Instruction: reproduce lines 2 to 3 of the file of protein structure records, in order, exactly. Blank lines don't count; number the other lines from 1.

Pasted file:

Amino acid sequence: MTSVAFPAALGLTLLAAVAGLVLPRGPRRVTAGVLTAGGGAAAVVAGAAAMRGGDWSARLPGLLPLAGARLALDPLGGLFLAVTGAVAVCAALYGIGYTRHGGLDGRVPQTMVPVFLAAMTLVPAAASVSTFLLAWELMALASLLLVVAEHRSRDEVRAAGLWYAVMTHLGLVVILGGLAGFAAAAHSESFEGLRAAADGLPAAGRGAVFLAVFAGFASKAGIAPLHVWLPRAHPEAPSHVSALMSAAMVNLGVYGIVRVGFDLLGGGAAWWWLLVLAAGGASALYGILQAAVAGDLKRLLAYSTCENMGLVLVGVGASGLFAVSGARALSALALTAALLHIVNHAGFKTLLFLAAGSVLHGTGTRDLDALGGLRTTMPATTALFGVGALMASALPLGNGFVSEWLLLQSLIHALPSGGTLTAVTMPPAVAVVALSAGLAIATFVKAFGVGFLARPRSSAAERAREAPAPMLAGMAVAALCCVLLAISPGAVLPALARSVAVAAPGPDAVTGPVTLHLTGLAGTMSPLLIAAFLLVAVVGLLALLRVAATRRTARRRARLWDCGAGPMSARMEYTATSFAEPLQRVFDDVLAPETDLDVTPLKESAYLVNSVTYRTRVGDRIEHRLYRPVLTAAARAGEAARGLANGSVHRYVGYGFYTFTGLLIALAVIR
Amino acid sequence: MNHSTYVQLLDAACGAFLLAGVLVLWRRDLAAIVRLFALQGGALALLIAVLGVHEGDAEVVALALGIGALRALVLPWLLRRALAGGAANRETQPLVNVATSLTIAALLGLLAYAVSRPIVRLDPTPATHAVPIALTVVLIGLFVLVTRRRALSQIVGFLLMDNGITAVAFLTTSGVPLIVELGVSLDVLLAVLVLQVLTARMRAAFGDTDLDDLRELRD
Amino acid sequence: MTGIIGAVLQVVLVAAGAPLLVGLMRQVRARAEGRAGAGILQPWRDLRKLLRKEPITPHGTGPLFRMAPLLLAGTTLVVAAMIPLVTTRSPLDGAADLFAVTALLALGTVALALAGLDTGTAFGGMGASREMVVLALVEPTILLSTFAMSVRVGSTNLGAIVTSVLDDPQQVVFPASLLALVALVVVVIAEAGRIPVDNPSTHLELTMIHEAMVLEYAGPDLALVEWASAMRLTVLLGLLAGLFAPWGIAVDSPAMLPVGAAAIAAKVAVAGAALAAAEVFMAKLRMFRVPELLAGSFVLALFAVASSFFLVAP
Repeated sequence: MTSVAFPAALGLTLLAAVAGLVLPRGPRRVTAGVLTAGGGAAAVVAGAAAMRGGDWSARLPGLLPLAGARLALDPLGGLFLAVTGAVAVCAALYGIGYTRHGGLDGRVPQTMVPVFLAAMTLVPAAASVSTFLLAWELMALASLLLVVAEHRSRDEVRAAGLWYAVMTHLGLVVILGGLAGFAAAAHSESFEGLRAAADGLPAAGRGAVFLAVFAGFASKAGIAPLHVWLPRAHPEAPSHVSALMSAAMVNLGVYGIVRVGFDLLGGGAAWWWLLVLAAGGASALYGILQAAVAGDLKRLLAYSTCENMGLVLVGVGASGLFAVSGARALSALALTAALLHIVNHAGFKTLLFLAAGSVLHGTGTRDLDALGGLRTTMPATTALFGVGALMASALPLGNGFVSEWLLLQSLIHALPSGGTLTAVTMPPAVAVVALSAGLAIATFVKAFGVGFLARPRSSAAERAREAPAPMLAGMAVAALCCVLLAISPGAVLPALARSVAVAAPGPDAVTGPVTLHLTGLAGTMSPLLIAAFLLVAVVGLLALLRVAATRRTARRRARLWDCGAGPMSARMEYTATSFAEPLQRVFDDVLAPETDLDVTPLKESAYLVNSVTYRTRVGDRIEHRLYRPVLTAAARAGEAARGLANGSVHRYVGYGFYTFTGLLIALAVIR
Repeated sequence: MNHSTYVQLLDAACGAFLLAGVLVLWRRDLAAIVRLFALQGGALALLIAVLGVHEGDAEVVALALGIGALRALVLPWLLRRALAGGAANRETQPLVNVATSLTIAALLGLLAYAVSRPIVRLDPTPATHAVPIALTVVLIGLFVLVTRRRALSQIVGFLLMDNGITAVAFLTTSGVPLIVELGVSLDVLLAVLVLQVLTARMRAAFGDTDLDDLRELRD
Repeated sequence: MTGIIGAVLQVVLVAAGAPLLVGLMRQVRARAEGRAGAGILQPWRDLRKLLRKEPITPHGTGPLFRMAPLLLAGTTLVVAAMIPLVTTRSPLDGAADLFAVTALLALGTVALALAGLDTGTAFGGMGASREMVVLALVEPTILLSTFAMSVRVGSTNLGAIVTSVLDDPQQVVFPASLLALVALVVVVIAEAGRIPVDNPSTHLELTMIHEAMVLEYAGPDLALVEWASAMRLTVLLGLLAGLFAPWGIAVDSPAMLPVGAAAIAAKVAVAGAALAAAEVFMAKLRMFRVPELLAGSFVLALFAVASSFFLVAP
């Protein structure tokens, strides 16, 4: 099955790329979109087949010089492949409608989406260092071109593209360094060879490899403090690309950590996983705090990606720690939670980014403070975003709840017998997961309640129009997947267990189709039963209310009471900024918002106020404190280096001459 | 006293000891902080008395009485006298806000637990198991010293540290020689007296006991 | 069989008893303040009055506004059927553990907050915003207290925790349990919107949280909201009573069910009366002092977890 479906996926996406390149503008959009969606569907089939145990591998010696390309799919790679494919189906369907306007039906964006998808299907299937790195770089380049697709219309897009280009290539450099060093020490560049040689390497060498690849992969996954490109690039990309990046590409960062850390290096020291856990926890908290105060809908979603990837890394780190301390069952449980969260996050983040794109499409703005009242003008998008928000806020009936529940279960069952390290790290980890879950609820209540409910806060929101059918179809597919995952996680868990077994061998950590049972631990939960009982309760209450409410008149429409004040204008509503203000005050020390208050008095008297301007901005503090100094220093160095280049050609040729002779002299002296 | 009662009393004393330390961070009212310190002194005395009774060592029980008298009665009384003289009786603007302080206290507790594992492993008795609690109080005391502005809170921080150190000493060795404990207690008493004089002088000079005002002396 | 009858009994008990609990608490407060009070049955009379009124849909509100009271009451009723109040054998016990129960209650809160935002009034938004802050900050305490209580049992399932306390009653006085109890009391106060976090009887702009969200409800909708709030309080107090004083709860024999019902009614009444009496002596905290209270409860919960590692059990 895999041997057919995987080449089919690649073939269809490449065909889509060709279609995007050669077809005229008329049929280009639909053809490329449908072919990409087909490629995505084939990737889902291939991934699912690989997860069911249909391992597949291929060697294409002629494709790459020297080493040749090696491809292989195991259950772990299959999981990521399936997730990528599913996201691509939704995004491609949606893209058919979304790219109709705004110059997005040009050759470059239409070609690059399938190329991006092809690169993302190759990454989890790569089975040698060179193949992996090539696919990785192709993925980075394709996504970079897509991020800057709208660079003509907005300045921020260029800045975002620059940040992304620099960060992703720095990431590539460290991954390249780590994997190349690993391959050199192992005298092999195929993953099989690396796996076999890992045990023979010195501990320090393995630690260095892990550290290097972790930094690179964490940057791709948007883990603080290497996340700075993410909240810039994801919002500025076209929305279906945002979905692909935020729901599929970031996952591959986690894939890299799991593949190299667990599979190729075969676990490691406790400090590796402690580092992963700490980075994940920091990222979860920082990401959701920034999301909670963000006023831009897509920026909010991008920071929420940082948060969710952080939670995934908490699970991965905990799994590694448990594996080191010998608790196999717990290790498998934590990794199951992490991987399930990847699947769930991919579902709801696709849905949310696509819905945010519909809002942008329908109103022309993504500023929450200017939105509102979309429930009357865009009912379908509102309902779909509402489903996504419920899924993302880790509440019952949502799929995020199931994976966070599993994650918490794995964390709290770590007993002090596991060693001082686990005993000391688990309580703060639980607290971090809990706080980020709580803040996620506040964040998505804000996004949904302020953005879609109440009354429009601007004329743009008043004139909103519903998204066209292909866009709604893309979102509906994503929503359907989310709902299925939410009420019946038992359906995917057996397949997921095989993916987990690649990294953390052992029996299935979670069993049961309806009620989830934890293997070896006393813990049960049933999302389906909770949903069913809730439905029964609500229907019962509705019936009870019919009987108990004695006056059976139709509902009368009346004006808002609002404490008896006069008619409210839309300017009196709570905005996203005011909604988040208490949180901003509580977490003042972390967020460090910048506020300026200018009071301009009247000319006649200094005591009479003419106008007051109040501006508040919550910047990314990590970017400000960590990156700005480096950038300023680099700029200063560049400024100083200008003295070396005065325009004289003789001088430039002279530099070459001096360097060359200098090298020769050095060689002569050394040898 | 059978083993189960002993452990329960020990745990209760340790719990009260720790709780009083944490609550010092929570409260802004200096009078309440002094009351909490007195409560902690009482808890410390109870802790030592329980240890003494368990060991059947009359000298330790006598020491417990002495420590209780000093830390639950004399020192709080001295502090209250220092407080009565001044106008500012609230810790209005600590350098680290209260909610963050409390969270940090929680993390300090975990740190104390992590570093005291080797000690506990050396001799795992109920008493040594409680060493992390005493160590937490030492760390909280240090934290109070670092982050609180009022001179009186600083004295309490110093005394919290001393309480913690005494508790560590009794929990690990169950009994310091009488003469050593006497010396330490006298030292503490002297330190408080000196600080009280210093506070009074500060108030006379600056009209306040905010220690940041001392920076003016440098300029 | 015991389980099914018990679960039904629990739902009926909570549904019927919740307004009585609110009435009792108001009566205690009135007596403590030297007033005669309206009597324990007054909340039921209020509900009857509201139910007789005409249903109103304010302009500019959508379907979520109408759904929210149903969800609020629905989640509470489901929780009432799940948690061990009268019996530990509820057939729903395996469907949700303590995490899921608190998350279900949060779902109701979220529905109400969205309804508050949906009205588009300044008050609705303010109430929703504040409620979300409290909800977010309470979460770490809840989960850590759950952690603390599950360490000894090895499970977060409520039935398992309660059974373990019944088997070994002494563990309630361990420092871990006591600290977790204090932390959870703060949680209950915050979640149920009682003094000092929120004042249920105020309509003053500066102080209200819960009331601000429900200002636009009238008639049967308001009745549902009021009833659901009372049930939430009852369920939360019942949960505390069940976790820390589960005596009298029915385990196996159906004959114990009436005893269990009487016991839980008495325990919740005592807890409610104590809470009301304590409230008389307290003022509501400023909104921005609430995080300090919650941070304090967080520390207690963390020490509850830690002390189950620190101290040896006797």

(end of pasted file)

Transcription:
Amino acid sequence: MNHSTYVQLLDAACGAFLLAGVLVLWRRDLAAIVRLFALQGGALALLIAVLGVHEGDAEVVALALGIGALRALVLPWLLRRALAGGAANRETQPLVNVATSLTIAALLGLLAYAVSRPIVRLDPTPATHAVPIALTVVLIGLFVLVTRRRALSQIVGFLLMDNGITAVAFLTTSGVPLIVELGVSLDVLLAVLVLQVLTARMRAAFGDTDLDDLRELRD
Amino acid sequence: MTGIIGAVLQVVLVAAGAPLLVGLMRQVRARAEGRAGAGILQPWRDLRKLLRKEPITPHGTGPLFRMAPLLLAGTTLVVAAMIPLVTTRSPLDGAADLFAVTALLALGTVALALAGLDTGTAFGGMGASREMVVLALVEPTILLSTFAMSVRVGSTNLGAIVTSVLDDPQQVVFPASLLALVALVVVVIAEAGRIPVDNPSTHLELTMIHEAMVLEYAGPDLALVEWASAMRLTVLLGLLAGLFAPWGIAVDSPAMLPVGAAAIAAKVAVAGAALAAAEVFMAKLRMFRVPELLAGSFVLALFAVASSFFLVAP